"This is a journalist," he continued. "Again, closing any line between a source and a journalist. Likewise, James Risen, who has refused to testify about his source is in a current trial that's going on. The court of appeals orders James Risen to testify, and what do they say? They say that the source could not have committed this crime without the journalist; they're essentially co-conspirators."

The auction and acoustic guitars aside, that was the heaviest takeaway from the evening. We were all in attendance at a fundraiser for a whistleblower and a journalist who'd been jailed by the government for shedding light on that government's wrongdoing.

To drive the point home, Grace, a friend of Jeremy Hammond's, read aloud a statement he'd prepared for the benefit from his confinement.

"The hackers and leakers from the NSA, CIA, and FBI illegally spy on everybody, and wage cyber-espionage, viruses and hacking on foreign government systems," she read. "They put signs everywhere that say, 'If you see something, say something.' As if their extensive surveillance camera systems aren't. They want us to become additional eyes and ears for the police against our own neighbors."

"They break their own laws to try and stop us, because we're exposing the truth," Hammond's statement continued. "They're scared that if people know the truth, they will come, and they will have to answer for their own crimes. But can we trust whatever independent review panel they put together to investigate the NSA, after all lies and egregious illegality? Do you think any of them will be charged or do time? Will we ever be satisfied with any reforms they promise? The answer is obviously: No."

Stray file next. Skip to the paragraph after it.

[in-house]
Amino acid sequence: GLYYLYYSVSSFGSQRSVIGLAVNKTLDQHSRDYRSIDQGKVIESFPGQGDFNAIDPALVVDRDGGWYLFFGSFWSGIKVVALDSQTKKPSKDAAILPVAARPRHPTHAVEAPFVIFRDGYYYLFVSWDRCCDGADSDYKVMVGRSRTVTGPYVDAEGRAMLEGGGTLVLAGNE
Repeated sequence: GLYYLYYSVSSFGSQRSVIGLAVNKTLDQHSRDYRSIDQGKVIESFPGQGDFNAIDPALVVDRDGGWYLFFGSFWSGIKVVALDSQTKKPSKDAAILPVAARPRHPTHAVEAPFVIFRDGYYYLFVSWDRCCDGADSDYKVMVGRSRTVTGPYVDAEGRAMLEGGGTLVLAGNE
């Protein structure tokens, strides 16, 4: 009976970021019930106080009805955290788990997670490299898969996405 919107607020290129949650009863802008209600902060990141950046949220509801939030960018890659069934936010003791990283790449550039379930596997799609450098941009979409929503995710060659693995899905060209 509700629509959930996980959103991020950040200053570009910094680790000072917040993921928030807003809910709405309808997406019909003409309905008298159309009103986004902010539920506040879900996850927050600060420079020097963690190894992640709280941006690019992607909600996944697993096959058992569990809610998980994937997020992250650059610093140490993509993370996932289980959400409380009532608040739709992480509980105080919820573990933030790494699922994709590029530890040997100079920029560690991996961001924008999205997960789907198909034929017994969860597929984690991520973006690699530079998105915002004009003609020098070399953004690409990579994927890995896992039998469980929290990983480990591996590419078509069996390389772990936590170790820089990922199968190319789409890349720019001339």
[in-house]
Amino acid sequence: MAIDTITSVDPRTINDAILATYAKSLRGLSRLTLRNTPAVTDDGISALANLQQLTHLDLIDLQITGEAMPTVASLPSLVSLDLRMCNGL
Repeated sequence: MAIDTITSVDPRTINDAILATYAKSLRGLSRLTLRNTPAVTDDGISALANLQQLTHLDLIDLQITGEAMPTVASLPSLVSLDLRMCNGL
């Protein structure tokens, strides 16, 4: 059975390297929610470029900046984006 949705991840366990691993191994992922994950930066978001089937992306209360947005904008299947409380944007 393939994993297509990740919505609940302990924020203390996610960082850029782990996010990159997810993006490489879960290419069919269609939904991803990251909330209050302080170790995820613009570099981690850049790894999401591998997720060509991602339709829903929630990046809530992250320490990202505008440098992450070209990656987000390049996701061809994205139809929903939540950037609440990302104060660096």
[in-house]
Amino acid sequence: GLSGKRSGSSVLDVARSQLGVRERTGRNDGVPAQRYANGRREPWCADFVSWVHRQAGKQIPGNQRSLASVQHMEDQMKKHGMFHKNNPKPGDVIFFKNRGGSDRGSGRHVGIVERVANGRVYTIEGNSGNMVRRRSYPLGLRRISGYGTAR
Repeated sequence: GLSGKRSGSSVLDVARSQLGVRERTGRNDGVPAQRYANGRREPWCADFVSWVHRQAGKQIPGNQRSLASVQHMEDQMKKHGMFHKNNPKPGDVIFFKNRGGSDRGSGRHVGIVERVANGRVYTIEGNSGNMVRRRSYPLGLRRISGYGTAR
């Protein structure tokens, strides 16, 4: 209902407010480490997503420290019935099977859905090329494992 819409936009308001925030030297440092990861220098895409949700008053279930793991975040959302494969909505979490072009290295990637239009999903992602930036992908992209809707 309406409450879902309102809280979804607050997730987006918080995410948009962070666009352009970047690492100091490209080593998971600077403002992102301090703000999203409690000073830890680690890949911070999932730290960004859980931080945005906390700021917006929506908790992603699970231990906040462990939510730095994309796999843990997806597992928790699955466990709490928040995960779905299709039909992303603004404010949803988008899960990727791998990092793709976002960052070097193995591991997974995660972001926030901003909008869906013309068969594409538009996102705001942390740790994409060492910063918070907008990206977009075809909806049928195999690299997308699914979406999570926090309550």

Hammond's statement was, at times, unwaveringly angry, which is likely a product of his current solitary confinement.

"Jeremy's isolation is complete. And it is a great honor that I get to see him, and that his lawyers get to see him," Margaret Kunstler, part of Hammond's defense, explained. "But he doesn't get social visits, so it's very important that everybody write to him. He's isolated, and it's a terrible experience. So it's important not only that we write letters to try to get him out of jail, but that we write to Jeremy as well. He needs to get books. His favorite books are autobiographies of great political leaders. That's his favorite thing to read, and that's what we should get him."


She touched on Ratner's earlier sentiment of the government's desperate attempts to silence the whistles. That as citizens, we can't take such radical pursuits as our defeat. "It's a changing world," she added. "Individuals like these great heroes make changes and can threaten the government of the United States to such an extent that they respond in this way. So all we have to do is support these people, and the world can possibly change."

Stanley Cohen, who defended Anonymous in the PayPal 14 case, wasn't the final speaker, but he definitely stole the show. His speech, which could have been a monologue in a coming-of-age movie if not for all the swearing, was so intense that I transcribed it in full, and you can also listen to it—for full effect—by clicking here.

Cohen's point boiled down to a weighty one: Regardless of what the government tries to do, it can't stop people from saying what needs to be said.